Markets trade sideways this week, with USDA data released on Friday perceived to be bearish corn, neutral wheat.
USDA place Sep 1st US corn stocks at 54.4mmt, 3.3mmt above trade expectations.
Sep 1st US wheat stocks placed at 64.8mmt, around 950tmt above trade forecasts. Size of US wheat crop changed very little however.
US wheat closer to export competitiveness following the decline in CBOT and rise in Russian FOB values this week. US wheat exports running 30% down y/o/y to date.
Sovecon cut Russian wheat exports estimate by 400tmt to 33.5mmt. Trade still anticipating sub 30mmt this season.
IGC increase world corn production figures by 10mmt to 1.074bmt, largely due to increases from US, EU and Ukraine. Wheat production increased by 1mmt to 717mmt. Soybean production raised 4mmt to 370mmt (339mmt last season).
UK wheat opening stocks reported at 1.718mmt, down 37% y/o/y and would amount to the lowest level in 4 years.
US weekly export sales: corn (1.713mmt), wheat (657tmt), soybeans (871tmt). Reasonable volumes for wheat/corn, in line with requirement to reach USDA’s projections.
US funds estimated net short -125k (Corn), -60k (Soybeans), long 29k (CH + KS wheat).
US corn harvest progress estimated around 25% complete, up from 16% last week. Central/Eastern Corn-Belt conditions have been favourable for harvesting, though rains are expected across a number of areas over the next 10 days.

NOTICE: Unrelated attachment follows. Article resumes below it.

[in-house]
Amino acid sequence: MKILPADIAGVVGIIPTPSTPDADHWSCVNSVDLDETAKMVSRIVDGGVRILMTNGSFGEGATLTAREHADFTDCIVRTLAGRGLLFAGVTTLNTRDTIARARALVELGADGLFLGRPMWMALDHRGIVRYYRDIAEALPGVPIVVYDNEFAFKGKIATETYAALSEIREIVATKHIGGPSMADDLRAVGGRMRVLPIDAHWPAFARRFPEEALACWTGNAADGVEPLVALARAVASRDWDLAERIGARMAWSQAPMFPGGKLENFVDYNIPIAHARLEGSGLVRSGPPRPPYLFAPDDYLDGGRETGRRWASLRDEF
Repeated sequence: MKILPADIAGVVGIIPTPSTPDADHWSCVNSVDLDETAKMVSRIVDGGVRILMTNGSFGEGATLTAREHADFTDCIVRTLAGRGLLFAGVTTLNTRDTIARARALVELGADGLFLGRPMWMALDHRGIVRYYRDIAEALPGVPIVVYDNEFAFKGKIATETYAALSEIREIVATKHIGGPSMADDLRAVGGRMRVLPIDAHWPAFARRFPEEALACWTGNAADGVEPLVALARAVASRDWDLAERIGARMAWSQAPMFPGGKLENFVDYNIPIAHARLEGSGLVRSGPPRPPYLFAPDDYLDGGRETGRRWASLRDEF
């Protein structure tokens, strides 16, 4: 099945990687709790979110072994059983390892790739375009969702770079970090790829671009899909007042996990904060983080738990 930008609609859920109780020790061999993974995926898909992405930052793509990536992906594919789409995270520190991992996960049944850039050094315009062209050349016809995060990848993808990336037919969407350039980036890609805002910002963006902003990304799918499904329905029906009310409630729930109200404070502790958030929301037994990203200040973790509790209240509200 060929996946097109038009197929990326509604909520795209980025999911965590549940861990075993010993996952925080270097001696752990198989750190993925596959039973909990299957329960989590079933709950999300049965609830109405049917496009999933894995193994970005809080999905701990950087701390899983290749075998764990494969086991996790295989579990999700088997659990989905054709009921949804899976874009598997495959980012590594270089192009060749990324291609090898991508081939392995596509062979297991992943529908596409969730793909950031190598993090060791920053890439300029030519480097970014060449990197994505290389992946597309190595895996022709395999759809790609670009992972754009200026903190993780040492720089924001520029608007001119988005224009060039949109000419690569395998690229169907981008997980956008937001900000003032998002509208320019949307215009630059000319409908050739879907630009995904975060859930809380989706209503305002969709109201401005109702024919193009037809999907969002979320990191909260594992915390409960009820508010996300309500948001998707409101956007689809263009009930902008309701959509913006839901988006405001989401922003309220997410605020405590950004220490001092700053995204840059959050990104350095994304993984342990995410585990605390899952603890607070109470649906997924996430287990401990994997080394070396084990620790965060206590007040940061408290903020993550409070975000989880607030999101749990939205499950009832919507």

US winter wheat planting conditions remain ideal, though forecast for October suggests a turn to a wetter/colder forecast. Trade expectation remains of a circa 10% increase in wheat area as a result of lower corn/soybean prices.
SAFRAS suggest Brazilian 1st corn crop planting progress around 33% complete (up 10% on the week).
France AgriMer report corn harvesting at 21% complete versus 8% last week. Conditions ratings held at 58% g/e (80% g/e last season).
Markets continue to trade recent ranges with news relatively thin this week.
Russian supplies remain heavily offered into the world market and whilst this remains the case, upside would appear limited in wheat. Adding to this, US corn harvesting is well underway, with early reported yields seeming to confirm USDA’s record high crop forecast.
That said, given the well documented shortfalls in EU/FSU wheat production this season (and likelihood of similar declines from AUS), markets should have solid underlying support, particularly following the recent selloff.
Short term, expect more of the same, with markets likely needing FSU/AUS trade to lead higher if Global markets are to break from current ranges.